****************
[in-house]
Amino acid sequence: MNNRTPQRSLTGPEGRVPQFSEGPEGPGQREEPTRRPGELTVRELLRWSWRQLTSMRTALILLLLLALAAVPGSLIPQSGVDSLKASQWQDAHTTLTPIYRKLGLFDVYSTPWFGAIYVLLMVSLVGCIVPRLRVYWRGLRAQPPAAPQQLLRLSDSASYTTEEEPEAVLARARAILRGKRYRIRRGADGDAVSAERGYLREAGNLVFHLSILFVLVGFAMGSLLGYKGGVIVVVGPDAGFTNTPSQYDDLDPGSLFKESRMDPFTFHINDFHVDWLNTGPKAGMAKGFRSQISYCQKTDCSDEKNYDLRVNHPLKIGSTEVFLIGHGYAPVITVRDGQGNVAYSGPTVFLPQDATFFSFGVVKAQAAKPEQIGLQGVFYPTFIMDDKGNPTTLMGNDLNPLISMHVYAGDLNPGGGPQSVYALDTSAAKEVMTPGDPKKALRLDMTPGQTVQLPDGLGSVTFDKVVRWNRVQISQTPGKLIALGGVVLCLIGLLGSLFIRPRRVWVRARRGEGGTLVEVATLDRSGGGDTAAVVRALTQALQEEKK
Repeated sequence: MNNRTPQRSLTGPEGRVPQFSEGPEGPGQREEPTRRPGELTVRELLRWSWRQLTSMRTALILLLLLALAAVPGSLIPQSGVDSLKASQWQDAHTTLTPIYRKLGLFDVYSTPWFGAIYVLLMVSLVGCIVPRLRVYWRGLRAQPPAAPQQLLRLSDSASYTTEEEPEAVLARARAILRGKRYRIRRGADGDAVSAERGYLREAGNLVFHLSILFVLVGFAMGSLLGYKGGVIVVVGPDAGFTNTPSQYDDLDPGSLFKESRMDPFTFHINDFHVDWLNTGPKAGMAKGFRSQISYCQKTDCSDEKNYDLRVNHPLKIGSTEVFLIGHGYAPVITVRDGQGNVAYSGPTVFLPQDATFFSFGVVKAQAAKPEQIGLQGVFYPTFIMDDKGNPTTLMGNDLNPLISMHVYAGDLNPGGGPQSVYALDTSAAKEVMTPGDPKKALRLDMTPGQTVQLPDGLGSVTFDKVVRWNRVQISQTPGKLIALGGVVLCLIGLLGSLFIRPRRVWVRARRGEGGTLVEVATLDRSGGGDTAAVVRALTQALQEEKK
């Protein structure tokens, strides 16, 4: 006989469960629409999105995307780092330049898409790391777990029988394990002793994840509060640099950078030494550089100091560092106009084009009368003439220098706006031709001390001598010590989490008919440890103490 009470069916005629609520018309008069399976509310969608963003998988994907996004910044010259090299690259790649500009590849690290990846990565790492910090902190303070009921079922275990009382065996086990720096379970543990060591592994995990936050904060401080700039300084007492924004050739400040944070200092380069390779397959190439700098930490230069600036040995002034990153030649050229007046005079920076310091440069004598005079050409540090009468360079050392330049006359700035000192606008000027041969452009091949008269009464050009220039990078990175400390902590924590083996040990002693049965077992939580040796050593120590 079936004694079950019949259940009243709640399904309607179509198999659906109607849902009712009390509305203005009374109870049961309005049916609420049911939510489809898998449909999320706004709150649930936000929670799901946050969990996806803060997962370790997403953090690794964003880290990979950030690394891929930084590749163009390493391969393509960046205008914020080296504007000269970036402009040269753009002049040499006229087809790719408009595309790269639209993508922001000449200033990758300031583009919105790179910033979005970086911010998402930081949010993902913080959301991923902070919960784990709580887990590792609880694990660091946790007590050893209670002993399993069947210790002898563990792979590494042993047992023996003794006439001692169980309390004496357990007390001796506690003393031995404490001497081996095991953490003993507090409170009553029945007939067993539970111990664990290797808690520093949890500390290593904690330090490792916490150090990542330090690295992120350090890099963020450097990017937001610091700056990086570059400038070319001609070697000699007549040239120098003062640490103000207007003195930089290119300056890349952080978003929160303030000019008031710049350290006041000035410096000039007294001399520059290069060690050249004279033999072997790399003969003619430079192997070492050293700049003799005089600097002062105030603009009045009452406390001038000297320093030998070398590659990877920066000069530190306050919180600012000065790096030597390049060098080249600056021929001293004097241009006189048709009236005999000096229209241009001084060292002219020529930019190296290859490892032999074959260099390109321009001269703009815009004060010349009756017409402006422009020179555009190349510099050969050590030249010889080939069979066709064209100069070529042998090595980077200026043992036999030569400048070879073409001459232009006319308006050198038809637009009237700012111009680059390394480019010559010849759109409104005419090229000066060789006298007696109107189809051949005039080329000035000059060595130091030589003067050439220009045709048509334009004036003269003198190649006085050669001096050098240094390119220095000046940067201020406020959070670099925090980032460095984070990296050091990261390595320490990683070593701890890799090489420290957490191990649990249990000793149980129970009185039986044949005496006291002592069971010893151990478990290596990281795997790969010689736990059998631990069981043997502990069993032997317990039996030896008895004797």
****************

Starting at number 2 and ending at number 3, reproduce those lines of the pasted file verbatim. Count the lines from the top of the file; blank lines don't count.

Amino acid sequence: MNNRTPQRSLTGPEGRVPQFSEGPEGPGQREEPTRRPGELTVRELLRWSWRQLTSMRTALILLLLLALAAVPGSLIPQSGVDSLKASQWQDAHTTLTPIYRKLGLFDVYSTPWFGAIYVLLMVSLVGCIVPRLRVYWRGLRAQPPAAPQQLLRLSDSASYTTEEEPEAVLARARAILRGKRYRIRRGADGDAVSAERGYLREAGNLVFHLSILFVLVGFAMGSLLGYKGGVIVVVGPDAGFTNTPSQYDDLDPGSLFKESRMDPFTFHINDFHVDWLNTGPKAGMAKGFRSQISYCQKTDCSDEKNYDLRVNHPLKIGSTEVFLIGHGYAPVITVRDGQGNVAYSGPTVFLPQDATFFSFGVVKAQAAKPEQIGLQGVFYPTFIMDDKGNPTTLMGNDLNPLISMHVYAGDLNPGGGPQSVYALDTSAAKEVMTPGDPKKALRLDMTPGQTVQLPDGLGSVTFDKVVRWNRVQISQTPGKLIALGGVVLCLIGLLGSLFIRPRRVWVRARRGEGGTLVEVATLDRSGGGDTAAVVRALTQALQEEKK
Repeated sequence: MNNRTPQRSLTGPEGRVPQFSEGPEGPGQREEPTRRPGELTVRELLRWSWRQLTSMRTALILLLLLALAAVPGSLIPQSGVDSLKASQWQDAHTTLTPIYRKLGLFDVYSTPWFGAIYVLLMVSLVGCIVPRLRVYWRGLRAQPPAAPQQLLRLSDSASYTTEEEPEAVLARARAILRGKRYRIRRGADGDAVSAERGYLREAGNLVFHLSILFVLVGFAMGSLLGYKGGVIVVVGPDAGFTNTPSQYDDLDPGSLFKESRMDPFTFHINDFHVDWLNTGPKAGMAKGFRSQISYCQKTDCSDEKNYDLRVNHPLKIGSTEVFLIGHGYAPVITVRDGQGNVAYSGPTVFLPQDATFFSFGVVKAQAAKPEQIGLQGVFYPTFIMDDKGNPTTLMGNDLNPLISMHVYAGDLNPGGGPQSVYALDTSAAKEVMTPGDPKKALRLDMTPGQTVQLPDGLGSVTFDKVVRWNRVQISQTPGKLIALGGVVLCLIGLLGSLFIRPRRVWVRARRGEGGTLVEVATLDRSGGGDTAAVVRALTQALQEEKK